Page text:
Sunday, April 19, 2015

Engineering Consulting and Modern Marketing

I am a huge fan of the McKinsey Quarterly - I never miss an issue.  The current issue has an article by Jonathan Gordon and Jesko Perrey (The Dawn of Marketing's New Golden Age) that highlights several of the key opportunities that lie ahead for professional service firms in terms of marketing.

The article highlights five marketing insights for this century.

  1. Science - Big data, modeling, and automated analysis are creating new ways to targeting and measuring your marketing ROI.  Most of the marketing science has focused on consumer goods.  But look for science, statistical analysis, and technology to play a bigger role in relationship and performance management.  Effective marketing leadership will require blending the success of relationship management at the individual level with science rooted in technology and domain knowledge.
  2. Substance - Better science and information will lead to the development of new services. Arming client relationship managers and business development specialists with feedback on client experiences will help directly shape a more client centric experience.  A focus on science and substance will force the setting of new client experience standards based on client-care and consistency.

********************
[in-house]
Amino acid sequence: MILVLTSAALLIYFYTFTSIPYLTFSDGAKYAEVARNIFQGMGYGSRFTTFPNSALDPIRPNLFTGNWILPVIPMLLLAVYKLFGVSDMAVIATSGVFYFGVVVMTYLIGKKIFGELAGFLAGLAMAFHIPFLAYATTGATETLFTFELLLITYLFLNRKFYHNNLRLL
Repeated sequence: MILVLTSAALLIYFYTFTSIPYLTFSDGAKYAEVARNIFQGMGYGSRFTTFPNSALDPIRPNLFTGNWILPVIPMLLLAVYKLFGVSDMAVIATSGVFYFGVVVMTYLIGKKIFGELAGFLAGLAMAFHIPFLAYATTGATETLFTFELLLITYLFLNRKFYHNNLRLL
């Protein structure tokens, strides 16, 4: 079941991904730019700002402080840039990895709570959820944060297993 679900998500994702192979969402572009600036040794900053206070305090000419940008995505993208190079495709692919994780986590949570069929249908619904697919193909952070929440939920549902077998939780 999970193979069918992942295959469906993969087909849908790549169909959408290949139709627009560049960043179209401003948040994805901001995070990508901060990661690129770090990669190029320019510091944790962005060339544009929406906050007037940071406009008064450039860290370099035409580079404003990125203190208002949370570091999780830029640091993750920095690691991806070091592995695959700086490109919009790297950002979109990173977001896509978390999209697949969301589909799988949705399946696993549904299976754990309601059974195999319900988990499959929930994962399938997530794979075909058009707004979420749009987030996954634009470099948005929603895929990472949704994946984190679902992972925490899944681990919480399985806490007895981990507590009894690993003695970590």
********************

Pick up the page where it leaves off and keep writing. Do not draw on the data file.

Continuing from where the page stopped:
3. Story - Engineers have some of the best stories.  Unfortunately we are the worst storytellers. Technology (the Video Revolution and the Era of Small Screens) will bring forward the power and importance of the story.  In the story and Video Revolution world, creativity will be in greater demand than ever.  In many cases, digital interactions with clients will become more frequent.
  4. Speed - Engineering consulting will need to escape a history and comfort level with marketing as a "batch" process.  Velocity is the new dynamic - marketing agility and urgency will be the new management and marketing culture.  Relationship management will need to embrace the speed of the new digital tempo.  The feeling of real-time marketing will dominate.
  5. Simplicity - Complexity is the enemy of speed.  It is also the enemy of story.  Look at the AECOMs of the world.  Too often, expanding geographic footprints, service proliferation, and new arrays of channels and digital specialties have led to complex hierarchies, silos, communication gaps, and redundancies.  But don't allow simplicity to come at the expense of creative output.

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